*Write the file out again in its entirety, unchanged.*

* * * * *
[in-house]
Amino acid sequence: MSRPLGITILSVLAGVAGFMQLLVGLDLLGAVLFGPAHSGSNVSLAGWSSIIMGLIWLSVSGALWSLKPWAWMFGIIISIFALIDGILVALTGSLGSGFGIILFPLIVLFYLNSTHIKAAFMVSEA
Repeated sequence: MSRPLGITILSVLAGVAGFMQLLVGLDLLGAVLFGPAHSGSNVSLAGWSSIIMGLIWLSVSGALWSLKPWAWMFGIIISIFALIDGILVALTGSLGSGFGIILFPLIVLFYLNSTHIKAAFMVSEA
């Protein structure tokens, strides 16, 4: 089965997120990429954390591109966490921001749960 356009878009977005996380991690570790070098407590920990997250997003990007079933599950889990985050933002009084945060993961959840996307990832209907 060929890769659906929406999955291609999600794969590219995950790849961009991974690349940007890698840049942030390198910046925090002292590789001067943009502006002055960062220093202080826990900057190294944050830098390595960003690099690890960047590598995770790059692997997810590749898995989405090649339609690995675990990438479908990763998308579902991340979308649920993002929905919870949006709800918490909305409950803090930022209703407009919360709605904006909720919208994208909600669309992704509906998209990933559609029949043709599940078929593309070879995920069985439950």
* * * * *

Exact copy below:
[in-house]
Amino acid sequence: MSRPLGITILSVLAGVAGFMQLLVGLDLLGAVLFGPAHSGSNVSLAGWSSIIMGLIWLSVSGALWSLKPWAWMFGIIISIFALIDGILVALTGSLGSGFGIILFPLIVLFYLNSTHIKAAFMVSEA
Repeated sequence: MSRPLGITILSVLAGVAGFMQLLVGLDLLGAVLFGPAHSGSNVSLAGWSSIIMGLIWLSVSGALWSLKPWAWMFGIIISIFALIDGILVALTGSLGSGFGIILFPLIVLFYLNSTHIKAAFMVSEA
């Protein structure tokens, strides 16, 4: 089965997120990429954390591109966490921001749960 356009878009977005996380991690570790070098407590920990997250997003990007079933599950889990985050933002009084945060993961959840996307990832209907 060929890769659906929406999955291609999600794969590219995950790849961009991974690349940007890698840049942030390198910046925090002292590789001067943009502006002055960062220093202080826990900057190294944050830098390595960003690099690890960047590598995770790059692997997810590749898995989405090649339609690995675990990438479908990763998308579902991340979308649920993002929905919870949006709800918490909305409950803090930022209703407009919360709605904006909720919208994208909600669309992704509906998209990933559609029949043709599940078929593309070879995920069985439950």